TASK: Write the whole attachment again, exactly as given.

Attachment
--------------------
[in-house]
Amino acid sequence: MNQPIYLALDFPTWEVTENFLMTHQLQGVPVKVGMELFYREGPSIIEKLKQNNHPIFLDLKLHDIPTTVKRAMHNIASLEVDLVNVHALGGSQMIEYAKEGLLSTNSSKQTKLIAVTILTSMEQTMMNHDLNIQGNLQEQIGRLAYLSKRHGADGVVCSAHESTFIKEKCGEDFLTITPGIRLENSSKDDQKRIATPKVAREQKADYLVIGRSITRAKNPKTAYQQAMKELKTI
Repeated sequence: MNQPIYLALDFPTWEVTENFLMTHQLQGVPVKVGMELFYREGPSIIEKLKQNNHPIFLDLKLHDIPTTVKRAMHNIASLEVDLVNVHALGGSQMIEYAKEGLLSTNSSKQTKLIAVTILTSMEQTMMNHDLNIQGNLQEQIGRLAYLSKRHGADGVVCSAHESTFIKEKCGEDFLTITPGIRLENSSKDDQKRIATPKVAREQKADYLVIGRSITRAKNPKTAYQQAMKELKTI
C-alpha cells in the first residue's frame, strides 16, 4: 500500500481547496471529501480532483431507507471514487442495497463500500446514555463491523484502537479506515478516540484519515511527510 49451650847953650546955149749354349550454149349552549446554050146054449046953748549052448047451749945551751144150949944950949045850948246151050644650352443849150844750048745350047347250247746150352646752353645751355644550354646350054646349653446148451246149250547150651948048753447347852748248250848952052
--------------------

[in-house]
Amino acid sequence: MNQPIYLALDFPTWEVTENFLMTHQLQGVPVKVGMELFYREGPSIIEKLKQNNHPIFLDLKLHDIPTTVKRAMHNIASLEVDLVNVHALGGSQMIEYAKEGLLSTNSSKQTKLIAVTILTSMEQTMMNHDLNIQGNLQEQIGRLAYLSKRHGADGVVCSAHESTFIKEKCGEDFLTITPGIRLENSSKDDQKRIATPKVAREQKADYLVIGRSITRAKNPKTAYQQAMKELKTI
Repeated sequence: MNQPIYLALDFPTWEVTENFLMTHQLQGVPVKVGMELFYREGPSIIEKLKQNNHPIFLDLKLHDIPTTVKRAMHNIASLEVDLVNVHALGGSQMIEYAKEGLLSTNSSKQTKLIAVTILTSMEQTMMNHDLNIQGNLQEQIGRLAYLSKRHGADGVVCSAHESTFIKEKCGEDFLTITPGIRLENSSKDDQKRIATPKVAREQKADYLVIGRSITRAKNPKTAYQQAMKELKTI
C-alpha cells in the first residue's frame, strides 16, 4: 500500500481547496471529501480532483431507507471514487442495497463500500446514555463491523484502537479506515478516540484519515511527510 49451650847953650546955149749354349550454149349552549446554050146054449046953748549052448047451749945551751144150949944950949045850948246151050644650352443849150844750048745350047347250247746150352646752353645751355644550354646350054646349653446148451246149250547150651948048753447347852748248250848952052